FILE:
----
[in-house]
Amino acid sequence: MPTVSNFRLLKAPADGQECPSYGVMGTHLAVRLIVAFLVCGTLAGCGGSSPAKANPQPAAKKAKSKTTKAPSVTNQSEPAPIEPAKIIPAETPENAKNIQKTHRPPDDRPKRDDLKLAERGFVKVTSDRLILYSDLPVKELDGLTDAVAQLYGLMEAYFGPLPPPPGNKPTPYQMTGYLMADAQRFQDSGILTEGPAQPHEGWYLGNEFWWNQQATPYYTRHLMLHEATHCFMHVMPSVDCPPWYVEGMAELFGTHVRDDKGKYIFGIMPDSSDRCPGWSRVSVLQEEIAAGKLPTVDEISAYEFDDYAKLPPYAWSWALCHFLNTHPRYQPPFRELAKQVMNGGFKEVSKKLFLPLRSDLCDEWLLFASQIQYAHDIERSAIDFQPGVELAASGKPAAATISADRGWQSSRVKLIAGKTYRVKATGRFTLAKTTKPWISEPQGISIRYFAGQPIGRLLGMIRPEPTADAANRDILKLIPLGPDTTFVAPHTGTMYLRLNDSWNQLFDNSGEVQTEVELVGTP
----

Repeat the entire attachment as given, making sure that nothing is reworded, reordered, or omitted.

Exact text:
[in-house]
Amino acid sequence: MPTVSNFRLLKAPADGQECPSYGVMGTHLAVRLIVAFLVCGTLAGCGGSSPAKANPQPAAKKAKSKTTKAPSVTNQSEPAPIEPAKIIPAETPENAKNIQKTHRPPDDRPKRDDLKLAERGFVKVTSDRLILYSDLPVKELDGLTDAVAQLYGLMEAYFGPLPPPPGNKPTPYQMTGYLMADAQRFQDSGILTEGPAQPHEGWYLGNEFWWNQQATPYYTRHLMLHEATHCFMHVMPSVDCPPWYVEGMAELFGTHVRDDKGKYIFGIMPDSSDRCPGWSRVSVLQEEIAAGKLPTVDEISAYEFDDYAKLPPYAWSWALCHFLNTHPRYQPPFRELAKQVMNGGFKEVSKKLFLPLRSDLCDEWLLFASQIQYAHDIERSAIDFQPGVELAASGKPAAATISADRGWQSSRVKLIAGKTYRVKATGRFTLAKTTKPWISEPQGISIRYFAGQPIGRLLGMIRPEPTADAANRDILKLIPLGPDTTFVAPHTGTMYLRLNDSWNQLFDNSGEVQTEVELVGTP